Vredestein Fortezza Quattro Tricomp tested
Vredestein Fortezza Quattro Tricomp £27.49
Vredestein road tyres are invariably highly regarded by those who ride them, and get consistently favourable reviews by members of RCUK. Manufacture may have been moved from the Netherlands to the Far East, but the technology and quality standards on which the company’s reputation was built are still in evidence on current models. At the top of the Vredestein pile sits the Tricomp range, which comprises tubular and clincher tyres in a variety of weights, sizes and colours.
The Quattro variant is intended for year-round use, implying that it is suitable for and proof against the most severe conditions. Although comparable in weight with the standard Tricomp, it has an extra protective tread layer, labelled Full Contact Protection, that extends puncture protection from the tread centre right around to the shoulders and sidewalls.
The tread itself features a smooth centre band with diamond-patterned shoulders, while the carcass has Vredestein’s highly-rated 120tpi thread count two-ply construction and a folding bead. Maximum rated pressure is a high12 bar/168psi. The tyre is offered in 23c format and Anthracite colour only.
The tread really does extend a long way around the side of the tyre, helping to protect the thin sidewalls from stone cuts. The feel of the tyre out of the pack is flexible and supple with a thin tread suggesting a fine ride. Inflated to 95/100psi front rear, that’s exactly how it behaves, soaking up minor road imperfections without any appreciable ‘sogginess’. Whether it is worth inflating the tyre harder for regular riding is debatable; it simply rides a little harsher without feeling any faster, which is as might be expected.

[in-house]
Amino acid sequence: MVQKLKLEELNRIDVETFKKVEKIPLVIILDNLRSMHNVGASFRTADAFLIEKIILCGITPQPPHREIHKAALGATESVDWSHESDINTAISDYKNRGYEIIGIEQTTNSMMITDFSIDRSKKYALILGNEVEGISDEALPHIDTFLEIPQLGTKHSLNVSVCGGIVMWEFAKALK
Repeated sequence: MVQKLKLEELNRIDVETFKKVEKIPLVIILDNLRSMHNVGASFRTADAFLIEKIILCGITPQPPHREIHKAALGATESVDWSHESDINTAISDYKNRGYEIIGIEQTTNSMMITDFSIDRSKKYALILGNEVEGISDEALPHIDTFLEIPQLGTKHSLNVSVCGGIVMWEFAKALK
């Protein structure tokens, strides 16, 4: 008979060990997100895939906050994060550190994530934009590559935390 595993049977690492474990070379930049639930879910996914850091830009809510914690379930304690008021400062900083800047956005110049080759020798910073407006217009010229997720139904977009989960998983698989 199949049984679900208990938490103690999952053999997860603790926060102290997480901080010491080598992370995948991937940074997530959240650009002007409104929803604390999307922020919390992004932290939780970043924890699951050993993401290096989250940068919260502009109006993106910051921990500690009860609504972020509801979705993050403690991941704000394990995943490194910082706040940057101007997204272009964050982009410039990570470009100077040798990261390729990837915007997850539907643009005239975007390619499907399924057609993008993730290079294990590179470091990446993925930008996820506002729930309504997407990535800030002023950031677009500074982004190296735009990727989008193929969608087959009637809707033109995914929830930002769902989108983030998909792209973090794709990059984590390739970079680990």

For RCUK’s test, however, we took them on tour. An extra 10 psi in the back took the strain of two stuffed panniers, leaving the Quattros feeling as fast as ever. The ride included sections of rough-stuff, the pave of Paris-Roubaix and a super-fast Tarmac descent in torrential rain, offering plenty of opportunity to assess the tyre’s claimed attributes.
Of grip on wet or dry Tarmac, there is plenty. The tyre is fast and generally sure-footed, although the smooth centre band can lack a degree of directional control on greasy cobbles. A more consistent tread coverage might help here. That said, the front never threatened to lose grip and turn-in was always predicable. Ride comfort is excellent and impressed from the first few pedal strokes. After 400km of varied terrain, neither tyre had suffered so much as a cut. The front had a slow puncture, but on inspection there was no sign of penetration by thorn or flint, so we put it down to a slight pinch on the pave. A 23c section is arguably too narrow for the cobblestones of Roubaix, so no real quibble there.
Rolling resistance also appears excellent, with the bike rolling steadily away from its companions on any slope. Given the unscientific nature of the test this may not mean much, but they rolled as fast as they felt.
Apparently this tyre carried Robbie McEwen to the 2006 Tour de France green jersey win. Seems fair enough.